Sanctimony, Rectitude and Social Media

I’ll lay my cards on the table from the outset.   I am certainly a lapsed agnostic, and more likely an atheist.  

If I were to follow a deity, it would probably be Odin and his merry crew.  Far better to spend the afterlife carousing, feasting and having a jolly good time with a shield maiden in the halls of Valhalla than sitting on a cloud plucking a harp.   However, having said that, the ability to take the leap of faith to adopt a deity as your role model is one I can’t do, but I admire in a sort of a way those that can. 

It’s difficult for me to take as literal historical record a book cobbled together out of stories written some hundreds of years after the events they portray, and carefully edited to leave out the contentious bits that would prevent uniting all of the various Christian factions into a single party under the Bishop of Rome.  Never mind that the stories were written in different often archaic languages and passed through several translations before being translated into English in the 17th Century as an Authorised Version with one eye to meeting the political demands of the day. 

I’ve noticed recently an upsurge in the amount of wee homilies of the God bothering type appearing on social media, particularly Facebook, and increasingly so on LinkedIn.  I have no particular axe to grind with religion, you can be anything from an Animist to a Zoroastrian via Methylated  Spiritualism as far as I am concerned,  whatever blows your hair back.  

What does burn my boat is the type of happy-clappie who has a, I don’t want to call it Fascist,   but let’s say fundamentalist approach to the beliefs of others.  Basically, if you don’t share their enthusiasm you are somehow broken and need to be fixed.   If you refuse to be fixed, you are then consigned to an inner circle of hell and treated like the sort of stuff you find on your shoe after a rural idyll in a cow pasture.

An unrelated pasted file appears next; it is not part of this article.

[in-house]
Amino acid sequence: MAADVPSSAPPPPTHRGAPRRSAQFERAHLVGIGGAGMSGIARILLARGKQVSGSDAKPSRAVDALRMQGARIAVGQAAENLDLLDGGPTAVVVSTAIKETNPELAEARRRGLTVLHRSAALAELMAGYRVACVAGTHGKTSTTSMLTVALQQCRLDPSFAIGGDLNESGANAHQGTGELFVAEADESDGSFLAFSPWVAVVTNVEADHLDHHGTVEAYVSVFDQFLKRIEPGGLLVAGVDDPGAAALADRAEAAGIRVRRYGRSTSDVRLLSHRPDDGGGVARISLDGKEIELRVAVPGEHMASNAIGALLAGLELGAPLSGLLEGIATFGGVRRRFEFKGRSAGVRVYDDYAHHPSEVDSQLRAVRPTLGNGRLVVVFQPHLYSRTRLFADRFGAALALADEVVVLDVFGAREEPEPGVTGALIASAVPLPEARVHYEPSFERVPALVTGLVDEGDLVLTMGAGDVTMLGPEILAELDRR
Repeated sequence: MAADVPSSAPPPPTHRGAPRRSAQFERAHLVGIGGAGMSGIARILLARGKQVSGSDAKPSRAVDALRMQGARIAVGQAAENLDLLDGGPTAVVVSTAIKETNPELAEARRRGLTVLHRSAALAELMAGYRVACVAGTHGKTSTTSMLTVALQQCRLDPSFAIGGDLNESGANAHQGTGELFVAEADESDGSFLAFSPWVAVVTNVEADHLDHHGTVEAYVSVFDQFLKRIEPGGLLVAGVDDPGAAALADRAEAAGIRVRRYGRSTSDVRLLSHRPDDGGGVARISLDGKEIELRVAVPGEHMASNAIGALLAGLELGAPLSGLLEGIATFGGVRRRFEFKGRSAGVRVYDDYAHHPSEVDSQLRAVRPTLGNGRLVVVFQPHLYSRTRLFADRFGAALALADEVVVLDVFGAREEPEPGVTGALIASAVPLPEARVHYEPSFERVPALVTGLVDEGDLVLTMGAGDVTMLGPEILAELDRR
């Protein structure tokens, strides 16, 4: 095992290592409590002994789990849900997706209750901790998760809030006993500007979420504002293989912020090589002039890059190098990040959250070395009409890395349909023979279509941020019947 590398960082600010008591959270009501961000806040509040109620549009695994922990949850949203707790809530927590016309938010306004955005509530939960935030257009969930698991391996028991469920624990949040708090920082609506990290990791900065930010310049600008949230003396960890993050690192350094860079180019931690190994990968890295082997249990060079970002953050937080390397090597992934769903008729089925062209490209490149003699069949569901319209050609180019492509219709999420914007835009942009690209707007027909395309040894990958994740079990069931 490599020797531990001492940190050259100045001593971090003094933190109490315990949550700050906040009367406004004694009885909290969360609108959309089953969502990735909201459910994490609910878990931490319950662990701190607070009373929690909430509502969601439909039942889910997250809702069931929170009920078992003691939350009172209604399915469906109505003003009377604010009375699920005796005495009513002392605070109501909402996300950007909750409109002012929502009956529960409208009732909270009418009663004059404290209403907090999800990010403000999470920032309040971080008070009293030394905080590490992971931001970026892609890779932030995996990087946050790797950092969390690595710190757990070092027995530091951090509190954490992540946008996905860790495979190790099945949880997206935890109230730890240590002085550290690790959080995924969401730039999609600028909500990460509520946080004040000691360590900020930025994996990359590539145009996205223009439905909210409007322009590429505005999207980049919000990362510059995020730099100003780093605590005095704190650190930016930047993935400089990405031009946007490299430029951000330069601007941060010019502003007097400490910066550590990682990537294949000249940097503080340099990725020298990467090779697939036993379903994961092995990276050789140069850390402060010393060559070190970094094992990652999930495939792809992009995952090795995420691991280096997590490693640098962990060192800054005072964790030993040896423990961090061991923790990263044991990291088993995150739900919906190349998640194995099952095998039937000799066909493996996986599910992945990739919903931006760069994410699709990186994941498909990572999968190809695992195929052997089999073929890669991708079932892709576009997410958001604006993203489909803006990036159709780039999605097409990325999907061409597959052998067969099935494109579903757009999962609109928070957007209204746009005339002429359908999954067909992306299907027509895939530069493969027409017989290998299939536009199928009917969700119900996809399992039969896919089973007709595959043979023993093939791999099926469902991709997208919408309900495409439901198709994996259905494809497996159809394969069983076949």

I do not like or care for this sanctimonious in yer face approach to religion.  Stop pestering me.

This week I complained to several religious posters politely advising them that LinkedIn is a business forum inhabited by an extremely diverse range of opinions on all matters, including religion, and concluding by pointing out that religious posts may well offend some, are not appropriate to a business forum and would they mind just butting out and sticking to the spirit and ethos of the forum.   The type of response I received indicated that they felt they had a divine right to post this stuff, and then cursed me unto the fourth generation, and suggested that the only sort of wings I would be getting in the afterlife would be well crispy and burned.   Just a tad over the top I felt.

Do they feel threatened, perhaps.  Religion hasn’t been getting a good press recently.  Mind you, intolerance of other belief systems has always been a cornerstone of most faiths.

All I want is for them to butt out and do their own thing in their own place and stop shoving their sanctimonious moral rectitude in my face.

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